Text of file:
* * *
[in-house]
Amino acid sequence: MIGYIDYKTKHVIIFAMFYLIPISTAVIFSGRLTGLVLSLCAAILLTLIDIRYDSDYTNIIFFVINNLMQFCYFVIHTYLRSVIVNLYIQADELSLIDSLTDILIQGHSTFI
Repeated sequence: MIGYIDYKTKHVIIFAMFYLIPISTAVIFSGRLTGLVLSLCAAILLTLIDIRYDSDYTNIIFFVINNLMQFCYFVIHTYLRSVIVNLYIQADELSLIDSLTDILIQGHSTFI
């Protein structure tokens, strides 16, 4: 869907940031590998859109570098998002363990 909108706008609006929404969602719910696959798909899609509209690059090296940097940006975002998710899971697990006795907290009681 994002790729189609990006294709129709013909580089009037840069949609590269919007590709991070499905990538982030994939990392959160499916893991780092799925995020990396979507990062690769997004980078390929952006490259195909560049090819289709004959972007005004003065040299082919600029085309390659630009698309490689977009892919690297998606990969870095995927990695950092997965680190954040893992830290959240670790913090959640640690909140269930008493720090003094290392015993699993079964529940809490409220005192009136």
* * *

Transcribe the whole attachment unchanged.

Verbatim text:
[in-house]
Amino acid sequence: MIGYIDYKTKHVIIFAMFYLIPISTAVIFSGRLTGLVLSLCAAILLTLIDIRYDSDYTNIIFFVINNLMQFCYFVIHTYLRSVIVNLYIQADELSLIDSLTDILIQGHSTFI
Repeated sequence: MIGYIDYKTKHVIIFAMFYLIPISTAVIFSGRLTGLVLSLCAAILLTLIDIRYDSDYTNIIFFVINNLMQFCYFVIHTYLRSVIVNLYIQADELSLIDSLTDILIQGHSTFI
């Protein structure tokens, strides 16, 4: 869907940031590998859109570098998002363990 909108706008609006929404969602719910696959798909899609509209690059090296940097940006975002998710899971697990006795907290009681 994002790729189609990006294709129709013909580089009037840069949609590269919007590709991070499905990538982030994939990392959160499916893991780092799925995020990396979507990062690769997004980078390929952006490259195909560049090819289709004959972007005004003065040299082919600029085309390659630009698309490689977009892919690297998606990969870095995927990695950092997965680190954040893992830290959240670790913090959640640690909140269930008493720090003094290392015993699993079964529940809490409220005192009136």